Call it the Catholic Church’s dirty little secret.
Well, their other dirty little secret.
Actually, at this point it’s kind of an open secret. Most people with even a passing interest in matters of religion and sexuality are aware that a huge percentage of European and North American Catholics ignore the Vatican’s teachings in areas where these matters intersect. Controversy over birth control notwithstanding, most Catholic families show evidence of family planning use, and the majority of Catholic women have used contraceptives at some point in life. A growing contingent of Catholics describe themselves as pro-choice in matters of abortion and assisted dying. And Catholics — youth in particular — express growing support for marriage equality and gay families.
Dissent from Catholic teaching is such a concern, the traditionally-minded American organization Catholic Answers has released and re-released a Voters’ Guide for Serious Catholics to ensure lock-step voting on questions of “Catholic moral teaching and fundamental human rights.” It hasn’t worked; the majority of Catholics continue to form their own opinions, with religion only one of many factors that influence their choices.
But now the Vatican admits it.
In preparation for an upcoming Vatican synod on issues of marriage and sexuality, scheduled for October, Vatican officials actually sent out a 39-point questionnaire for ordinary Catholics around the world. They recently released the findings, and, to their credit, they’ve been honest about what they found.
So what did they find? Well, for starters, many Catholics find the teaching on contraception to be an unjust intrusion into couples’ marriages, their conscience rights, and their concept of responsible parenthood. They find annulment a cumbersome and compassionless response to marital breakdown. And they think the Church discriminates against gay people. Above all, they don’t want to take advice on sexual matters from often-elderly celibate men who have typically had no adult involvement in family life, sexual relationships, and child-rearing.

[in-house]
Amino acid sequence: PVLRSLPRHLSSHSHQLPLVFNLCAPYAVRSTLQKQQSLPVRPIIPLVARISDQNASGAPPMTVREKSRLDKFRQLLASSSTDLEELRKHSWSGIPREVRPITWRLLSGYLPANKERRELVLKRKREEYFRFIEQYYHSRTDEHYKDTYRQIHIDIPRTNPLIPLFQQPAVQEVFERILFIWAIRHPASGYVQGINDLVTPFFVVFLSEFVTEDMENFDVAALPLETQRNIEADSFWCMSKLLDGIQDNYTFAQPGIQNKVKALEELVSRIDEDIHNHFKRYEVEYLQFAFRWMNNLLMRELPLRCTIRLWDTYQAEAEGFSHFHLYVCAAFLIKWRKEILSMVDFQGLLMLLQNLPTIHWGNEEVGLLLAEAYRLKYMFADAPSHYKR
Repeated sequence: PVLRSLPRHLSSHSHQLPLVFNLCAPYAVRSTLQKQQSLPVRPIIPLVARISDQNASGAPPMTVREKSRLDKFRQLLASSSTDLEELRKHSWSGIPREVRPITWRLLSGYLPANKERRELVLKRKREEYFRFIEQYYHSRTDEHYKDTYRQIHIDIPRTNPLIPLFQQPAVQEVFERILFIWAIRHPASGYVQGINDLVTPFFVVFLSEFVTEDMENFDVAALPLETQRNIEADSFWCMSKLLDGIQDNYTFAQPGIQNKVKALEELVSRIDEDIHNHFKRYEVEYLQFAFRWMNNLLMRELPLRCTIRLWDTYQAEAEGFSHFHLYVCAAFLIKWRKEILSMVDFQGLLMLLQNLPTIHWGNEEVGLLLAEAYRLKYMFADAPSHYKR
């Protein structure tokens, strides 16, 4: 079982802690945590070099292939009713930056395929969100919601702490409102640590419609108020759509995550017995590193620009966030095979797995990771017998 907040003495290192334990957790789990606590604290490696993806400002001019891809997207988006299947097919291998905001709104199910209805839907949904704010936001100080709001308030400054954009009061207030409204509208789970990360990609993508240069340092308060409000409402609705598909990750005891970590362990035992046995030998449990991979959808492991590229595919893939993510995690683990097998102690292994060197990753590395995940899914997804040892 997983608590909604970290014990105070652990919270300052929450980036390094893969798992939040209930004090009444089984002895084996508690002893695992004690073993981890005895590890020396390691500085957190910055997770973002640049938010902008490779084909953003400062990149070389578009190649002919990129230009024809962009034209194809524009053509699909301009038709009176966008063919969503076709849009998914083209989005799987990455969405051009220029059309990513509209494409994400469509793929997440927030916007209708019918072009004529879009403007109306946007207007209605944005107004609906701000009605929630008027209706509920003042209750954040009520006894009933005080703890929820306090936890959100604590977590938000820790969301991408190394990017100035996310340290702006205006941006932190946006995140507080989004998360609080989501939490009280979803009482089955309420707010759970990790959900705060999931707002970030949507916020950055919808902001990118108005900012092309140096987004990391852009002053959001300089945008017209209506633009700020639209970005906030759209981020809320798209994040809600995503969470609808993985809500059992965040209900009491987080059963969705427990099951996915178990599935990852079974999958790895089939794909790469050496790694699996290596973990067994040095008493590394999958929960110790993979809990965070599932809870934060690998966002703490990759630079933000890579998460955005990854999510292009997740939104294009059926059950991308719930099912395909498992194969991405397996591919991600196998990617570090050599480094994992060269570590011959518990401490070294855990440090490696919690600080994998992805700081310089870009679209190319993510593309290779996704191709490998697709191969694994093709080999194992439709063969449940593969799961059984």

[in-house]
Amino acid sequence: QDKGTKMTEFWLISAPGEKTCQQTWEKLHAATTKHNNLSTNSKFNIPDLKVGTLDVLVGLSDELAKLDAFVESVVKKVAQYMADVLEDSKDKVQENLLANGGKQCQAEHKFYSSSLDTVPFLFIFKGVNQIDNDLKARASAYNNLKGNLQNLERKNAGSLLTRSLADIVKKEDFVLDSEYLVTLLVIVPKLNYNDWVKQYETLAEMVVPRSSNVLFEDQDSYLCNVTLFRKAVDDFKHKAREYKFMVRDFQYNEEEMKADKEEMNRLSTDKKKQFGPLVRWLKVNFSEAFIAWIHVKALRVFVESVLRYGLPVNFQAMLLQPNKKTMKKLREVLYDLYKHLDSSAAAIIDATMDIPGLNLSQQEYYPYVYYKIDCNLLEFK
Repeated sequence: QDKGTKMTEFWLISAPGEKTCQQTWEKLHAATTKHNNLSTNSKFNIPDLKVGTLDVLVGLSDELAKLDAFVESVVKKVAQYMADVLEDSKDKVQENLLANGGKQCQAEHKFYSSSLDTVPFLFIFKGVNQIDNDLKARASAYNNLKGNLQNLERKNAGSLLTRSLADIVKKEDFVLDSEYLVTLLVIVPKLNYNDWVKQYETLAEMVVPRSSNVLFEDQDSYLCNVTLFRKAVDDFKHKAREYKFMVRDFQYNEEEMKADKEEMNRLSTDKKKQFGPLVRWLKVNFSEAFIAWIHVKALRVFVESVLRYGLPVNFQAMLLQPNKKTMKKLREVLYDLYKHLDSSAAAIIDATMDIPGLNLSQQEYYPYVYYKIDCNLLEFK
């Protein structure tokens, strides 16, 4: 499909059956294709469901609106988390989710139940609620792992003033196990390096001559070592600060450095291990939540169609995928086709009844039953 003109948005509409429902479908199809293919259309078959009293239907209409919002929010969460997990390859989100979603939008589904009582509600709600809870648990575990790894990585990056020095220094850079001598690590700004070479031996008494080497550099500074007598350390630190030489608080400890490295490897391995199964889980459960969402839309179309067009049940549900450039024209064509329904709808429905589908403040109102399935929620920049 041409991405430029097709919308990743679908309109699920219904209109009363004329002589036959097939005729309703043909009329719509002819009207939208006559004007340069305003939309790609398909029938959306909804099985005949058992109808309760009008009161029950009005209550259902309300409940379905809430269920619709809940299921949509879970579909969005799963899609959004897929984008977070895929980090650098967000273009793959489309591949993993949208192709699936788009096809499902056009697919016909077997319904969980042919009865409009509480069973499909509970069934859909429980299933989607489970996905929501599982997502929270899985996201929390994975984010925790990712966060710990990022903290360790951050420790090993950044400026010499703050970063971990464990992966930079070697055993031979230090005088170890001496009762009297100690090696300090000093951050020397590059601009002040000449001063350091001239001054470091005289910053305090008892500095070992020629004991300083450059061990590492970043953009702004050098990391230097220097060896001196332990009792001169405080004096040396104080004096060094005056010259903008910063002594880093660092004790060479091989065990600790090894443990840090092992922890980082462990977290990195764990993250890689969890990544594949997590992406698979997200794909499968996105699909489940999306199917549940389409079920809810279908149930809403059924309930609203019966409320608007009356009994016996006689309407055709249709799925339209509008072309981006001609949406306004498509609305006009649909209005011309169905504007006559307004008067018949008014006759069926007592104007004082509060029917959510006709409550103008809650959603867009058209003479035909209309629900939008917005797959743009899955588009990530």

“Some observations,” the document says, “inferred that the clergy sometimes feel so unsuited and ill-prepared to treat issues regarding sexuality, fertility, and procreation that they often choose to remain silent.” Permitting priests to marry was not suggested as a potential solution.
Nobody expects these findings to result in actual changes to Catholic teaching. Rather, the document emphasizes that what these Catholics really need is for priests and the media to do a better job communicating the positive aspects of Church teaching on these issues.
It’s important for us to keep in mind that Catholics from outside of Europe and the Americas have typically responded to such surveys in favor of traditional Church teaching to an overwhelming degree. The Church’s situation in North America is very different from that seen in parts of Africa or Asia.
Still, it’s nice to see the Vatican being forthright about the problems many people see with Catholic teaching, instead of pretending all’s well.
Incidentally, the same survey found that many Catholics’ perception of their Church was damaged by its handling of clergy sexual abuse cases.
Try to contain your shock.
(Image via Allvoices)